between his conception and his birth, like the previous cases, it would be
referring to a woman and her daughter who converted (see Maharsha). In fact,
the same would apply if the man was a regular Yisrael.
(c) When the Tana says 'u'Lechatchilah' Lo Yichnos', he is referring to -
the cases mentioned earlier in the Beraisa which rule 'Yekayem' (as the
Sugya explains in Yevamos).
(d) The Beraisa rules that, in the event that a Ger's wife (to whom he was
married before he converted) dies, he is permitted to marry her mother,
though others forbid it.
(a) A Yisrael who marries ...
1. ... his father's wife or his father-in-law - is Chayav Miysas Beis-Din.(b) The problem with Rebbi Meir in the Beraisa that we learned earlier is -
that whereas there, he forbade a Ger to marry any relative who carries the
death-penalty, and permits relatives who do not, we have here cases where he
permits women who carry the death-penalty (such as his father's wife and his
mother-in-law [according to one opinion]); and forbids women who do not
(such as his sister or his father's or mother's sister).
2. ... his sister or his father's or mother's sister - is Chayav Kareis, but
not Miysas Beis-Din.
(c) We answer by establishing Rebbi Meir in the latter Beraisa like Rebbi
Eliezer, and in the former one, like Rebbi Akiva. In fact, Rebbi Meir was a
Talmid - of both.
(d) They argue over the Pasuk "al-Kein Ya'azov Aviv es Aviv ve'es Imo".
Rebbi Eliezer interprets this to mean Achos Aviv and Achos Imo respectively.
Rebbi Akiva explains ...
1. ... "es Aviv" to mean - Eishes Aviv.
2. ... "es Imo" - Imo Mamash.
(a) Rebbi Akiva learns from "ve'Davak", "ve'Davak", 've'Lo' be'Zachar', and
1. ... "be'Ishto" - he learns "be'Ishto", 've'Lo be'Eishes Chavero'.
(b) What all the cases of Rebbi Akiva have in common is - the fact that they
are all Chayav Miysas Beis-Din.
2. ... "ve'Hayu le'Basar Echad" - to preclude an animal, which cannot unite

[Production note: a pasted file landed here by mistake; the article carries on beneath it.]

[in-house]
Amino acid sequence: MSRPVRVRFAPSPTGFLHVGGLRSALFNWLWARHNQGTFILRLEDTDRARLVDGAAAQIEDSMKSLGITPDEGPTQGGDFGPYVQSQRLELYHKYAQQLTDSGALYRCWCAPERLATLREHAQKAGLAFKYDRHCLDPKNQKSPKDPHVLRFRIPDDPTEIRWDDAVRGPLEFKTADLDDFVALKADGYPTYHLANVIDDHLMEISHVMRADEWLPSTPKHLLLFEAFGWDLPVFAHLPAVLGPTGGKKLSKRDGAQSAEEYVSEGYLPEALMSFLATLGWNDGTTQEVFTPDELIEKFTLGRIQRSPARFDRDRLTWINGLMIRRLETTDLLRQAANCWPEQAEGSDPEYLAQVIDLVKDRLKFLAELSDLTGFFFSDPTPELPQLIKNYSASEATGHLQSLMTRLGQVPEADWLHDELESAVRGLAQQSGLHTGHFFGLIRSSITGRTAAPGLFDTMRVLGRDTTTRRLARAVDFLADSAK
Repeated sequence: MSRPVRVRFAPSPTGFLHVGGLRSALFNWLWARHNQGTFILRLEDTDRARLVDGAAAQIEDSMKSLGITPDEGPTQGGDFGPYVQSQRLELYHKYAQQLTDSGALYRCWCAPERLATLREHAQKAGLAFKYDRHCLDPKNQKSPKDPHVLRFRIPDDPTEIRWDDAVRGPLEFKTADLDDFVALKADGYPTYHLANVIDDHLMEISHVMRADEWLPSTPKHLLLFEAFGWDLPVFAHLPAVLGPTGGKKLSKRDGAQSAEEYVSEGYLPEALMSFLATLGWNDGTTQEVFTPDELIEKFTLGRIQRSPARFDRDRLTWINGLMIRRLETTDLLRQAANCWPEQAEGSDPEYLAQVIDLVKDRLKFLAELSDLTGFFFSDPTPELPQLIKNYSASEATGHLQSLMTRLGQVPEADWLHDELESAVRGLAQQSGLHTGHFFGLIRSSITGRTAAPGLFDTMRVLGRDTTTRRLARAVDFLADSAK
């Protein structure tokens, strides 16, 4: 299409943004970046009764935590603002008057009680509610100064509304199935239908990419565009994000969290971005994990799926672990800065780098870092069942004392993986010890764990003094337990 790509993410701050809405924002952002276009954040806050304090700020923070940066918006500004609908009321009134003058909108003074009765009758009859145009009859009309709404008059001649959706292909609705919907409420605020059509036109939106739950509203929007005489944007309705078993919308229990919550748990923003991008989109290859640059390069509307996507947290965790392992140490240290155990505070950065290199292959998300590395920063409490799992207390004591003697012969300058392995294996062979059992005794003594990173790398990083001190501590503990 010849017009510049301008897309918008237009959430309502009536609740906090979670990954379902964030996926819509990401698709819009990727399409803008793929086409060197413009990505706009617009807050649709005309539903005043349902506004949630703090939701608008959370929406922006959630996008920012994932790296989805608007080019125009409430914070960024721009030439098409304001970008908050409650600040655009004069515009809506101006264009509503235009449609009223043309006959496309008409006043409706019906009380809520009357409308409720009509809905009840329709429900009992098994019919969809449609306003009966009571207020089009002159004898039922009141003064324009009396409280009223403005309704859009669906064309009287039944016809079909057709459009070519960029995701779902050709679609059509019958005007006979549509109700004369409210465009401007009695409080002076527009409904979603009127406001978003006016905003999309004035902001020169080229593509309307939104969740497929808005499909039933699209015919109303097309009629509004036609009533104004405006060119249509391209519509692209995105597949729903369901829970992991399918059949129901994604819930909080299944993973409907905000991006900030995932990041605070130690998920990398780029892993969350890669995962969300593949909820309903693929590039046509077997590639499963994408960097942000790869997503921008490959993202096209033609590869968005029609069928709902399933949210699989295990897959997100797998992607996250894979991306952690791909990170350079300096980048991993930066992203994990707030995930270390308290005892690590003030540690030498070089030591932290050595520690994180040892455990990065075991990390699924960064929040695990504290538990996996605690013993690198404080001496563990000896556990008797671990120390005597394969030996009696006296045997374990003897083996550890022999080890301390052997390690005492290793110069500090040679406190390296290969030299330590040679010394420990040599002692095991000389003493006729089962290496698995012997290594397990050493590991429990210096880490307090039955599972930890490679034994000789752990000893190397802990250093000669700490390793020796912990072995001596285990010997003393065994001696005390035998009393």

with man, since their combined seed cannot produce a child.
(c) According to Rebbi Eliezer, ''es Aviv'' cannot come to forbid ...
1. ... his father - because we already know this from "ve'Davak", 've'Lo'
be'Zachar' (with which Rebbi Eliezer agrees).
(d) We refute this answer however, by establishing this Pasuk by Eishes Aviv
after his father's death. Consequently, we conclude that Rebbi Eliezer
really knows that ''es Aviv'' does not come to forbid his father's wife -
because he expects "es Aviv" to be similar to "es Imo", which is not talking
2. ... his father's wife - because we already know this from "be'Ishto",
've'Lo be'Eishes Chavero'.
(a) Rebbi Akiva too, discounts the possibility that "es Aviv" might mean
'his father' because we know that from "ve'Davak" ... . Nevertheless, he
1. ... Eishes Aviv from "ve'Es Imo" (in spite of the D'rashah "be'Ishto",
've'Lo be'Eishes Chaveiro") - by establishing the latter whilst his father
is still alive, and the former, after his death.
(b) The S'vara of ...
2. ... Imo from "ve'es Imo" - in spite of the previous D'rashah), by
establishing "Imo" by a woman whom his father raped (and who does not
therefore fall under the category of 'Eishes Aviv').